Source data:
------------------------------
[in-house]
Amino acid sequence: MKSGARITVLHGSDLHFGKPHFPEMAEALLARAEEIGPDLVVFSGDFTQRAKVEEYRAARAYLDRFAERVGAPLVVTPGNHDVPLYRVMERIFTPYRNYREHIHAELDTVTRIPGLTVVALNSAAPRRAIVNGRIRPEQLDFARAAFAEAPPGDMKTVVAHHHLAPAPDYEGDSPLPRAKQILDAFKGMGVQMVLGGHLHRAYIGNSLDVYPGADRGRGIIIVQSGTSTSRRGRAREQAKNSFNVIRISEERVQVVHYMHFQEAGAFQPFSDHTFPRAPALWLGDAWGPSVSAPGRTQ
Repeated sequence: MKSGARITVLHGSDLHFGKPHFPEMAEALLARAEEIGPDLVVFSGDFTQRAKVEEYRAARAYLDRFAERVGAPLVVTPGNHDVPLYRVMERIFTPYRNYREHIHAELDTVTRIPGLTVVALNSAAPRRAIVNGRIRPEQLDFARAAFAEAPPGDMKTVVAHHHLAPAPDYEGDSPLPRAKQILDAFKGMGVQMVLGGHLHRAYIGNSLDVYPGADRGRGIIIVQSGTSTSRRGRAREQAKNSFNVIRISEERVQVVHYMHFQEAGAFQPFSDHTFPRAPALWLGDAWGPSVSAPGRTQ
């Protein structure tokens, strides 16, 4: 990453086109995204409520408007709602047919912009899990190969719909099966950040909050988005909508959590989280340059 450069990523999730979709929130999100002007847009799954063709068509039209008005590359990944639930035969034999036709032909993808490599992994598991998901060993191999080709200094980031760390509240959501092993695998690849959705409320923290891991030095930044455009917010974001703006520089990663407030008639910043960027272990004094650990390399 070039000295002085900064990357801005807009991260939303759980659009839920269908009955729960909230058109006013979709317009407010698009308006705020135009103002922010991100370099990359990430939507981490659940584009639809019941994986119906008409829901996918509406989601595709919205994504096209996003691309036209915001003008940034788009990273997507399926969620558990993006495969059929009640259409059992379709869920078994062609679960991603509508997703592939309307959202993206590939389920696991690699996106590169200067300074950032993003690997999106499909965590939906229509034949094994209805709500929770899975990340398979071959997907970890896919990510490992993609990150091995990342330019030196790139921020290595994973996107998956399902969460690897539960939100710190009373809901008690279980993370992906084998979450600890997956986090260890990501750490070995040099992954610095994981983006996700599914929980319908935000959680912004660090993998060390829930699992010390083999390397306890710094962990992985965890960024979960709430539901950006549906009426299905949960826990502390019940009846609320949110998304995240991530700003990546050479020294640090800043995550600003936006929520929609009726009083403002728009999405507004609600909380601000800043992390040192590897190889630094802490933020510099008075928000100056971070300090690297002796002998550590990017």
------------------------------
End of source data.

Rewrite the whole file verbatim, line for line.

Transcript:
[in-house]
Amino acid sequence: MKSGARITVLHGSDLHFGKPHFPEMAEALLARAEEIGPDLVVFSGDFTQRAKVEEYRAARAYLDRFAERVGAPLVVTPGNHDVPLYRVMERIFTPYRNYREHIHAELDTVTRIPGLTVVALNSAAPRRAIVNGRIRPEQLDFARAAFAEAPPGDMKTVVAHHHLAPAPDYEGDSPLPRAKQILDAFKGMGVQMVLGGHLHRAYIGNSLDVYPGADRGRGIIIVQSGTSTSRRGRAREQAKNSFNVIRISEERVQVVHYMHFQEAGAFQPFSDHTFPRAPALWLGDAWGPSVSAPGRTQ
Repeated sequence: MKSGARITVLHGSDLHFGKPHFPEMAEALLARAEEIGPDLVVFSGDFTQRAKVEEYRAARAYLDRFAERVGAPLVVTPGNHDVPLYRVMERIFTPYRNYREHIHAELDTVTRIPGLTVVALNSAAPRRAIVNGRIRPEQLDFARAAFAEAPPGDMKTVVAHHHLAPAPDYEGDSPLPRAKQILDAFKGMGVQMVLGGHLHRAYIGNSLDVYPGADRGRGIIIVQSGTSTSRRGRAREQAKNSFNVIRISEERVQVVHYMHFQEAGAFQPFSDHTFPRAPALWLGDAWGPSVSAPGRTQ
């Protein structure tokens, strides 16, 4: 990453086109995204409520408007709602047919912009899990190969719909099966950040909050988005909508959590989280340059 450069990523999730979709929130999100002007847009799954063709068509039209008005590359990944639930035969034999036709032909993808490599992994598991998901060993191999080709200094980031760390509240959501092993695998690849959705409320923290891991030095930044455009917010974001703006520089990663407030008639910043960027272990004094650990390399 070039000295002085900064990357801005807009991260939303759980659009839920269908009955729960909230058109006013979709317009407010698009308006705020135009103002922010991100370099990359990430939507981490659940584009639809019941994986119906008409829901996918509406989601595709919205994504096209996003691309036209915001003008940034788009990273997507399926969620558990993006495969059929009640259409059992379709869920078994062609679960991603509508997703592939309307959202993206590939389920696991690699996106590169200067300074950032993003690997999106499909965590939906229509034949094994209805709500929770899975990340398979071959997907970890896919990510490992993609990150091995990342330019030196790139921020290595994973996107998956399902969460690897539960939100710190009373809901008690279980993370992906084998979450600890997956986090260890990501750490070995040099992954610095994981983006996700599914929980319908935000959680912004660090993998060390829930699992010390083999390397306890710094962990992985965890960024979960709430539901950006549906009426299905949960826990502390019940009846609320949110998304995240991530700003990546050479020294640090800043995550600003936006929520929609009726009083403002728009999405507004609600909380601000800043992390040192590897190889630094802490933020510099008075928000100056971070300090690297002796002998550590990017």